Marking music can help – or hinder – music reading. Inexperienced music readers write too much information on sheet music instead of learning to read music notation. Sheet music already contains 95% of the information needed to play the piece. Cluttering it up with English is a crutch, and makes it more difficult to read, not easier. Continue reading Marking music
It’s fun to share videos of handbell ringing on YouTube, but there are some formalities to take care of first. Continue reading YouTube videos – permissions
This article was written in response to a series of bullying incidents in the online handbell forums. Some of the attacks stemmed from ignorance of (or blatant disregard for) copyright law. Most details have been omitted to protect the guilty. Continue reading Doubt
Handbell musicians often assume it’s OK to enlarge handbell music for sight-impaired ringers. However, copyright law restricts the right to copy as follows:
1) What: literary (not musical) works
2) Who can copy: institutions that exist to serve the blind, like the Braille Institute
3) For: the legally blind Continue reading Sight-impaired ringers
At National Seminar in Portland (July 2013), I taught a class called ‘Copyright Basics for Handbell Musicians.’ While the class was gathering, I handed out this quiz to pique interest and give everyone something to do while waiting. I thought you might enjoy trying it.
A reminder that I’m available to teach the copyright class for other groups, like Area conferences, and can adapt it for other kinds of musicians. Continue reading Copyright quiz
Someone asked recently about the difference between transcribing and arranging, and whether a copyright holder’s permission is needed to perform, say, a piano piece on handbells. These are excellent questions, and I’d like to share some thoughts from my research on copyright, as well as my experience requesting transcription rights from publishers. As stated before, I’m not an attorney, and you need to seek qualified legal advice if you intend to rely on it. However, the need for permission is clearly spelled out in the copyright law. Continue reading Transcribing vs. arranging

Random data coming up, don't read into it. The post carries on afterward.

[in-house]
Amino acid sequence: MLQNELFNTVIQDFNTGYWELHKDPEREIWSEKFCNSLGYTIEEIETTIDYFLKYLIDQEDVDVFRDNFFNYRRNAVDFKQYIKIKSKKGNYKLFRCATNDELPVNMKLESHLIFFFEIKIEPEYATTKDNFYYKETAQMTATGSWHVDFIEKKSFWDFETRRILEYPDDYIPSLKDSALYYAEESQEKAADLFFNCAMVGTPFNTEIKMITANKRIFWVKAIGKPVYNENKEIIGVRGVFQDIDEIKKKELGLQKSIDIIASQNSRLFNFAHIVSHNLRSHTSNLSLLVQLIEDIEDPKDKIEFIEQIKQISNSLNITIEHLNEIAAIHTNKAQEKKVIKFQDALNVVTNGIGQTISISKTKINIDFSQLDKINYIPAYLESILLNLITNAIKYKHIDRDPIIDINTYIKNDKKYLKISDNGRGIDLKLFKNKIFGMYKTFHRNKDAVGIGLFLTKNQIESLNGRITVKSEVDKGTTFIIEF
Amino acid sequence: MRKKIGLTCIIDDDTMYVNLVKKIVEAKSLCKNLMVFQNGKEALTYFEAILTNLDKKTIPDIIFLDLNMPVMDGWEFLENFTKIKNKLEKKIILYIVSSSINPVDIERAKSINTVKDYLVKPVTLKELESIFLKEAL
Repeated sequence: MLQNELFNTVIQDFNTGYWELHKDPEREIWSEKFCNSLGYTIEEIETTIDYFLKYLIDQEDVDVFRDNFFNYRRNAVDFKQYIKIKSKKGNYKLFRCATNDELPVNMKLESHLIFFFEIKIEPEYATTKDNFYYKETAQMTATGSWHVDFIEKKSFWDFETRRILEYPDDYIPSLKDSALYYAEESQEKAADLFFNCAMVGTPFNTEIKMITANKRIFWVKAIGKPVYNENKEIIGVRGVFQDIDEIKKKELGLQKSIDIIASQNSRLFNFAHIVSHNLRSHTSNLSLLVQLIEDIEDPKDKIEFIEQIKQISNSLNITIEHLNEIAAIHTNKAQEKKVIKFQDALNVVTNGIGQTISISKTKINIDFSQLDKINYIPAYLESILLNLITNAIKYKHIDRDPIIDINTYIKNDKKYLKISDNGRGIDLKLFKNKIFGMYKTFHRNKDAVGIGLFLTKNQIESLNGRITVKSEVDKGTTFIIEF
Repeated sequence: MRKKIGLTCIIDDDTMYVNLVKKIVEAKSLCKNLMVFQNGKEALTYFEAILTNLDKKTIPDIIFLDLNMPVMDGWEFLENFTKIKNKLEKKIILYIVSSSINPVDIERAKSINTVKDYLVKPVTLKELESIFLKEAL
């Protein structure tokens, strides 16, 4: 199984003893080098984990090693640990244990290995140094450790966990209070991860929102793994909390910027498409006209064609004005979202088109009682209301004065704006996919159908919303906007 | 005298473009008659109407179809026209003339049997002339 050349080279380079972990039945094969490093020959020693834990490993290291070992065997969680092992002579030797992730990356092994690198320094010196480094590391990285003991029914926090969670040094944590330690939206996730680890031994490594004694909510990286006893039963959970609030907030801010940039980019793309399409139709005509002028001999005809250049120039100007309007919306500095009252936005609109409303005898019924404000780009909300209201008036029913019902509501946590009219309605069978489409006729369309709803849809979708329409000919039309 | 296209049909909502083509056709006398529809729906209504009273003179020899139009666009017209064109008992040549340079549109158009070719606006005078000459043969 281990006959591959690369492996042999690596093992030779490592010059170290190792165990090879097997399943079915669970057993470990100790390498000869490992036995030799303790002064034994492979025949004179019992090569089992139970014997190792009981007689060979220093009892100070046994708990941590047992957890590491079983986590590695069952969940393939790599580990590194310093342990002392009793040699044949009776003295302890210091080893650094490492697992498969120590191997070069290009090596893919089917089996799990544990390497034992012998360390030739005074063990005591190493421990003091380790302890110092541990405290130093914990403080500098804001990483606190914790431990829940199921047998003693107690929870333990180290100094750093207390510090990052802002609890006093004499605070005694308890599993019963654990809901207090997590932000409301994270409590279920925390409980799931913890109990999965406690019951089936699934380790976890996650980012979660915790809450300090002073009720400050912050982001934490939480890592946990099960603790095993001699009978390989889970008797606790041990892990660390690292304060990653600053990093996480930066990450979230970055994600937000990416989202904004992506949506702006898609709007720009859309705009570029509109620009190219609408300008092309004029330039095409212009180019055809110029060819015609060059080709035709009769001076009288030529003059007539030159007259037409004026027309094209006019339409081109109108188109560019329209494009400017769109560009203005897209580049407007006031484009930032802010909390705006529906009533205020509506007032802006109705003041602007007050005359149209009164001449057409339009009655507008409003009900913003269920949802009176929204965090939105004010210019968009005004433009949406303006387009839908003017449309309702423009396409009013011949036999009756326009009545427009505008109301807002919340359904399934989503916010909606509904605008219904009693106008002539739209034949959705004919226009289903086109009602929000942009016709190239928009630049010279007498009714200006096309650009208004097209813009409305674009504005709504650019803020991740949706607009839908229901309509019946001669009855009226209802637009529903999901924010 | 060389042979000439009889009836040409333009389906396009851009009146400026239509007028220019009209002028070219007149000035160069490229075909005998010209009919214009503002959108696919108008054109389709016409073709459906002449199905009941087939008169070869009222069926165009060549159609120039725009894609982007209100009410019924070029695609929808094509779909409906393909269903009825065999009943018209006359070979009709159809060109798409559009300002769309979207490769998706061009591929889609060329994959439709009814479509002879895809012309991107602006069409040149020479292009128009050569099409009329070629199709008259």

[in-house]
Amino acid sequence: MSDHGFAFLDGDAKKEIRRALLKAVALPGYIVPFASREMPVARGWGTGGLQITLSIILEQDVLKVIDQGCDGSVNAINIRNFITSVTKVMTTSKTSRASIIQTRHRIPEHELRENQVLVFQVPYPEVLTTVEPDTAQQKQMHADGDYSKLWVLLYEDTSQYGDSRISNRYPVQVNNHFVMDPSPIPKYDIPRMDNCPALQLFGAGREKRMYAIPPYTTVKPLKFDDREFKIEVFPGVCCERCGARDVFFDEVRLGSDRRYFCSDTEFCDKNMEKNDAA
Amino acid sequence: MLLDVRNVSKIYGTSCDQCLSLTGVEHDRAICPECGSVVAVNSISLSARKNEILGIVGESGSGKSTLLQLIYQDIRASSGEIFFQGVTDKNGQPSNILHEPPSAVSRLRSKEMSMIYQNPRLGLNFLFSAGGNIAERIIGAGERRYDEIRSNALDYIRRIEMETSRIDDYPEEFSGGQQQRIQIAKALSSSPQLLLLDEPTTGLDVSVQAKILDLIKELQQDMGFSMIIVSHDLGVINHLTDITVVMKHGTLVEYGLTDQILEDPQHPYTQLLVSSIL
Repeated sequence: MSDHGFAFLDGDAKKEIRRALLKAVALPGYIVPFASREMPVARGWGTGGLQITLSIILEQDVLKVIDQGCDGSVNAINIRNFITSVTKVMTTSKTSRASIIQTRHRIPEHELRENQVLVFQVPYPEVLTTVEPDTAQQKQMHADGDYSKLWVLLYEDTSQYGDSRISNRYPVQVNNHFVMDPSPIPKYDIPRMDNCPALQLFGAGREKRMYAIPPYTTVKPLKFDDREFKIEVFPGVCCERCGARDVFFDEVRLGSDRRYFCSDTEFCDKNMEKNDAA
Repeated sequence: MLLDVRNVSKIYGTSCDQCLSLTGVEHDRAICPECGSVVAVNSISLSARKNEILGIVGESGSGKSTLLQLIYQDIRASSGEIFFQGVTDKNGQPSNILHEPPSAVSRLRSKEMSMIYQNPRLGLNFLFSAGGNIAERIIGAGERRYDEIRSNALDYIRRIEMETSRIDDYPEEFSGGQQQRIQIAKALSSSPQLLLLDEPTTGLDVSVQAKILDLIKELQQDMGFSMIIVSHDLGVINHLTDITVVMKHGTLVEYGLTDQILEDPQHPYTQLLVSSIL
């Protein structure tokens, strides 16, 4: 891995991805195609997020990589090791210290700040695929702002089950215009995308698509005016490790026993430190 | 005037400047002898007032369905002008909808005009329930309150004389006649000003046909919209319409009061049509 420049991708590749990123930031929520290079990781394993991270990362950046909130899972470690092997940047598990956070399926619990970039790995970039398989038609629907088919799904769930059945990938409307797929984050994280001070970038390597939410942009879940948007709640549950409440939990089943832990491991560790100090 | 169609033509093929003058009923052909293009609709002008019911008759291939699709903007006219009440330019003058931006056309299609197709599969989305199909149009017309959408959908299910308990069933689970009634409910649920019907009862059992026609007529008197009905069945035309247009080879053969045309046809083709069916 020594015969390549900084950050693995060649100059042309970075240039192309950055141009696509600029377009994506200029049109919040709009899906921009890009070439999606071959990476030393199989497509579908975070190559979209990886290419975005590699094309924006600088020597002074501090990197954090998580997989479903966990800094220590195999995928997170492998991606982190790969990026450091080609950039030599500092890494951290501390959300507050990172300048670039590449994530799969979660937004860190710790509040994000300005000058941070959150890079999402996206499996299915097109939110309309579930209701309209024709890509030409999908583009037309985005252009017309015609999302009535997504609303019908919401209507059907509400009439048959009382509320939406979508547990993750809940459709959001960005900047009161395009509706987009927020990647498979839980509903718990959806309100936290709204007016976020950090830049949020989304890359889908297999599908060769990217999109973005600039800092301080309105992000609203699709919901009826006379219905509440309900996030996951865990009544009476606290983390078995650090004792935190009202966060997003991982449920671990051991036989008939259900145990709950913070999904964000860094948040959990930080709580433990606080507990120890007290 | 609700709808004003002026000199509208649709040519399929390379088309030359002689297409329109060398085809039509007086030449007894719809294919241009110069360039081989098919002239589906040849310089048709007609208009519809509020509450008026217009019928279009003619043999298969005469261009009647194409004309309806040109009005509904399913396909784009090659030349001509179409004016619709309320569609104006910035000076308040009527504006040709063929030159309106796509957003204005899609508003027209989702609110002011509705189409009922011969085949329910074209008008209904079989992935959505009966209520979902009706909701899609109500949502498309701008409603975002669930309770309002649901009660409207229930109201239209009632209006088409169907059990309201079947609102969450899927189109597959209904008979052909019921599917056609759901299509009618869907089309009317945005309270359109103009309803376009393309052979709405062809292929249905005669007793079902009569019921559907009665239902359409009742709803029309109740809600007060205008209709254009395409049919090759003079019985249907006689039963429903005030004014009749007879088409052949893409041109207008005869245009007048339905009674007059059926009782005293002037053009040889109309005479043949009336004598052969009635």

For our recent solo concert, I created my first ever slideshow to accompany a piece, and someone requested I write about it. If projection equipment is available, a slideshow is an excellent way to add variety to a program, almost like adding another instrument. I first started thinking about my slideshow a year ago. I had hoped to present it last spring, but that didn’t work out. The delay allowed me to prepare properly, and even to take some digital photos with the slideshow in mind. Continue reading Slideshows
Making recordings in any form is one of the rights assigned exclusively to the copyright holder under copyright law. This is partly what the notice “All rights reserved” means. Although technology has changed rapidly, copyright law has not. We’re still bound by the laws on the books, however laxly enforced. If you haven’t already read my articles on Performance royalties and copyright, as well as Photocopies and “fair use,” you may find them helpful in understanding these issues. Today’s article covers audio recording licenses; I’ll write another time about video recording, as well as broadcasting via YouTube or other media. Continue reading Recording permission and mechanical licenses
Making copies in any form is one of the rights assigned exclusively to the copyright holder under copyright law. In addition to the usual copyright notice of “All rights reserved,” publishers sometimes use stronger wording to reinforce that photocopying sheet music is illegal. As handbell musicians, we want to do the right thing, but that can be difficult with so much misinformation floating about.
Read here about:
• The myth of the ‘working copy’
• Ways to accommodate copying restrictions
• What “fair use” really means Continue reading Photocopies and “fair use”
Most copyrighted music has a notation “All rights reserved,” or something similar. Copyright law assigns numerous rights exclusively to the copyright holder, including the right to perform the work publicly. Of course, composers want you to perform their published works, since you have little reason to buy sheet music otherwise. However, royalties are owed to the copyright holder whenever copyrighted music is performed in public. Just buying sheet music isn’t sufficient.
Read here about:
• How to determine whether royalties are owed
• Who must pay performing royalties
• How, when, and where to pay the royalties Continue reading Performance royalties (ASCAP) and copyright